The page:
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    ...again...on digital sensors, exposures vary as you stop down the lens, particularly to F8 or so...and you have to readjust the aperture and or shutter speed REGARDLESS of the meter reading.
    I don't know what cameras you and your friend are using but that has been my experience with all my MF lenses on all my Canons.
     
  6. kitanikon

    kitanikon Member

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    Took a few shots @ F8 comparing the 60/2.8 to the 50/1.4AIS and....
    the Micro was about 1/4 F-stop darker needing less than 1/3 shutter speed (< difference between 1/320 to 1/250) increase in shutter speed to get a matching exposure.
     
  7. KennyMark

    KennyMark Subscriber

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    So the opposite direction of the one that I tested. Perhaps just a wider variance in manufacturing tolerances than most Nikkors.

    In my tests, the 55 Micro-Nikkor AIS was the run-away winner in my perceived sharpness/resolution. I don't have a 28 2.8 AIS but I'd love to compare those two lenses. Ken Rockwell is a big fan of that 28.
     
  8. kitanikon

    kitanikon Member

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    Yes, the 55/2.8 is a real winner...I had one once but I don't use macro much so let it go...then found this 60/2.8 cheap...with broken (glued?) AF/MF switch so it's not worth much to anyone wanting AF...but on the Canon there's no AF so it's worth all I paid for it...
    As an aside...
    I had an 85/1.8 "H" Nikkor and an 85/1.8 "K" Nikkor and the "K" had 1/8 F-stop brighter/contrast than the "H" @ 1.8...perhaps due to the "K"'s updated coating...and @ 1.8 THAT was important.
    And I thought it interesting that the single coat 50/1.4 "S" here had a brighter midrange gray than the multicoated 50AIS... the difference isn't much, but noticeable...
     
  9. Chan Tran

    Chan Tran Member

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    Possibly the lens diaphram didn't stop down fully.
     
  10. Trygve

    Trygve Member

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    I do not think that it is the lens. Do you have AF- fine tuning possibilities on your camera ?. For right comparison you shou have the camera in manual mode. The same ISO , shuttertime, and aperture for all lenses that have to been compared. lf camera on tripod then turn off the VR.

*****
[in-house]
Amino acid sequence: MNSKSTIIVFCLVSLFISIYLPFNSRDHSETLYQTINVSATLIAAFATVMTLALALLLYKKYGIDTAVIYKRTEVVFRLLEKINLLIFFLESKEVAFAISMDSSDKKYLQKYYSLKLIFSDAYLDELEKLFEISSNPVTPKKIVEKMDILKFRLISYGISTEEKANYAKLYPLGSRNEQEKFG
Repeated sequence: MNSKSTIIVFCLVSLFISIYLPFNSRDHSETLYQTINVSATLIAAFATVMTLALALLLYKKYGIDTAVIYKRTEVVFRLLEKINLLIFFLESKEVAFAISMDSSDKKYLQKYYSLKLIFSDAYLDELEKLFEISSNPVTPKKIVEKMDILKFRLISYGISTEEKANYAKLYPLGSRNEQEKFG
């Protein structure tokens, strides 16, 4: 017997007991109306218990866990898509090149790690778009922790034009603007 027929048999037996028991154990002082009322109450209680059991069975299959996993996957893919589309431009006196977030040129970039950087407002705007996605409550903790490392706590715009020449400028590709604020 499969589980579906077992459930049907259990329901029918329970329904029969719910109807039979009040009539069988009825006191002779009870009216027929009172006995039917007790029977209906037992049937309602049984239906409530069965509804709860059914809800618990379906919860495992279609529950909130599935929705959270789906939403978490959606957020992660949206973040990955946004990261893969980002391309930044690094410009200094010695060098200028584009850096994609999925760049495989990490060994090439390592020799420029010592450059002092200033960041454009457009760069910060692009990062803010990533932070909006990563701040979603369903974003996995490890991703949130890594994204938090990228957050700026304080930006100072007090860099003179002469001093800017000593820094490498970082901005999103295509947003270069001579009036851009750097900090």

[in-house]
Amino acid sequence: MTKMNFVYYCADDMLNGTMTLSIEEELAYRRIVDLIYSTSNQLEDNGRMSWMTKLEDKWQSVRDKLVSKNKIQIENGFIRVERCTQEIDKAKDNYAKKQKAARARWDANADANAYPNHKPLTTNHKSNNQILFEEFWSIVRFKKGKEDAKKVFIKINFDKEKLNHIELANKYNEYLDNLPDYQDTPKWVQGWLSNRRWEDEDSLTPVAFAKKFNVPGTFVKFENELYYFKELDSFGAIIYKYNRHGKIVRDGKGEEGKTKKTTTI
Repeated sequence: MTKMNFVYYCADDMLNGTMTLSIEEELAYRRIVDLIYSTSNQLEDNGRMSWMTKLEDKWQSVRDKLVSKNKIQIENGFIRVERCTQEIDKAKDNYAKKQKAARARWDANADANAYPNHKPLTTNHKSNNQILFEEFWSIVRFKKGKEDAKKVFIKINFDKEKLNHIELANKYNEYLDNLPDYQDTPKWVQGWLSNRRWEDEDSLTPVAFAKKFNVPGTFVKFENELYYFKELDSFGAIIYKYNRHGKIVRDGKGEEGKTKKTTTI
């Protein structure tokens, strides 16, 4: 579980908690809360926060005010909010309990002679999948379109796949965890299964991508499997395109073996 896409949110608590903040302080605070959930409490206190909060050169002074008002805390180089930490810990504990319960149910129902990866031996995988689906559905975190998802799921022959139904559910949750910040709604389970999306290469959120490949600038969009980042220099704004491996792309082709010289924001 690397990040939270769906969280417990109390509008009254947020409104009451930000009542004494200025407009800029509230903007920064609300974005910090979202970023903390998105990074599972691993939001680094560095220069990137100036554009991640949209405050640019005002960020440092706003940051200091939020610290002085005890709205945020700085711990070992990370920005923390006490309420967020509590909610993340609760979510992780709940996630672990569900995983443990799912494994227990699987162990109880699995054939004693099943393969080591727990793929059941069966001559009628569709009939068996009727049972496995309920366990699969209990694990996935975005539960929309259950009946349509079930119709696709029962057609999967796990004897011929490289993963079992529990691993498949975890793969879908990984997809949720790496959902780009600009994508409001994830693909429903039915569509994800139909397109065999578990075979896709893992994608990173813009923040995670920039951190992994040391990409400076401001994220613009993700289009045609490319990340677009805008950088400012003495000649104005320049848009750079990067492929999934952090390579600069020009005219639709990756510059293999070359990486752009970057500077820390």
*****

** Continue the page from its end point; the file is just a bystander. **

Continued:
Trygve ;-)
     
  11. KennyMark

    KennyMark Subscriber

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    All were shot with same ISO, f-stop, manual focus, no VR, with the only possible variation being shutter speed if the lighting changed. I can check my notes to see what the shutter speeds were, but in all of my test shots, that lens over exposed.
     
  12. kitanikon

    kitanikon Member

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    I should have indicated that THIS was the procedure I followed...shooting at the same settings REGARDLESS of the meter reading....and shot ONLY IN THE SAME LIGHTING CONDITIONS...
    As I suggested...with less than 1/3 F-stop difference between the lenses, that could be just a difference in coatings...
     
  13. rolleiman

    rolleiman Member

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    Check my current post "Nikon AFD lens problems".........could it be you have a similar problem to mine of traces of oil leaking onto the diaphragm blades, causing them to become "sticky" and not stop down properly, thus causing overexposure?
     
  14. Eric Rose

    Eric Rose Subscriber

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    I've used my 60mm AF-D on several Nikon DSLR's and in each case it exposed spot on. It is also much sharper than your tests indicated.